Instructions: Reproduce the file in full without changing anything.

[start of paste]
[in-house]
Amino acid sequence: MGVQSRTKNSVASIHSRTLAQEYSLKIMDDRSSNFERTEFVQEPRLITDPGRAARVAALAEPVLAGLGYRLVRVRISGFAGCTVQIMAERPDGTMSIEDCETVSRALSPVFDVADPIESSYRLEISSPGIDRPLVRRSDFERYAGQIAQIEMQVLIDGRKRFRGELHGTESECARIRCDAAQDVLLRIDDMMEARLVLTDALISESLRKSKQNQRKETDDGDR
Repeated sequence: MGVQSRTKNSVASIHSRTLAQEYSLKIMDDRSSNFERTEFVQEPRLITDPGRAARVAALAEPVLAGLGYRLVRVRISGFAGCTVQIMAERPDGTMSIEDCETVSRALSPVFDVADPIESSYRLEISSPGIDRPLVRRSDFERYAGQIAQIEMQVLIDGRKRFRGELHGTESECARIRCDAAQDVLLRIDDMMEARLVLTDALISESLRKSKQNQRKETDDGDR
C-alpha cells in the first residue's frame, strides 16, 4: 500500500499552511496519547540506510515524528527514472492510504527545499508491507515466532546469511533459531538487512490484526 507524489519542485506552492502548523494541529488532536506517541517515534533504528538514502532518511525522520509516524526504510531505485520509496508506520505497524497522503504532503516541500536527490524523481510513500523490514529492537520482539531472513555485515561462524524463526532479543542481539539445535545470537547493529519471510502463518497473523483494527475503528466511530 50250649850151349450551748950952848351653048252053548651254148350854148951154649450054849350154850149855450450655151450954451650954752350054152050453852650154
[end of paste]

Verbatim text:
[in-house]
Amino acid sequence: MGVQSRTKNSVASIHSRTLAQEYSLKIMDDRSSNFERTEFVQEPRLITDPGRAARVAALAEPVLAGLGYRLVRVRISGFAGCTVQIMAERPDGTMSIEDCETVSRALSPVFDVADPIESSYRLEISSPGIDRPLVRRSDFERYAGQIAQIEMQVLIDGRKRFRGELHGTESECARIRCDAAQDVLLRIDDMMEARLVLTDALISESLRKSKQNQRKETDDGDR
Repeated sequence: MGVQSRTKNSVASIHSRTLAQEYSLKIMDDRSSNFERTEFVQEPRLITDPGRAARVAALAEPVLAGLGYRLVRVRISGFAGCTVQIMAERPDGTMSIEDCETVSRALSPVFDVADPIESSYRLEISSPGIDRPLVRRSDFERYAGQIAQIEMQVLIDGRKRFRGELHGTESECARIRCDAAQDVLLRIDDMMEARLVLTDALISESLRKSKQNQRKETDDGDR
C-alpha cells in the first residue's frame, strides 16, 4: 500500500499552511496519547540506510515524528527514472492510504527545499508491507515466532546469511533459531538487512490484526 507524489519542485506552492502548523494541529488532536506517541517515534533504528538514502532518511525522520509516524526504510531505485520509496508506520505497524497522503504532503516541500536527490524523481510513500523490514529492537520482539531472513555485515561462524524463526532479543542481539539445535545470537547493529519471510502463518497473523483494527475503528466511530 50250649850151349450551748950952848351653048252053548651254148350854148951154649450054849350154850149855450450655151450954451650954752350054152050453852650154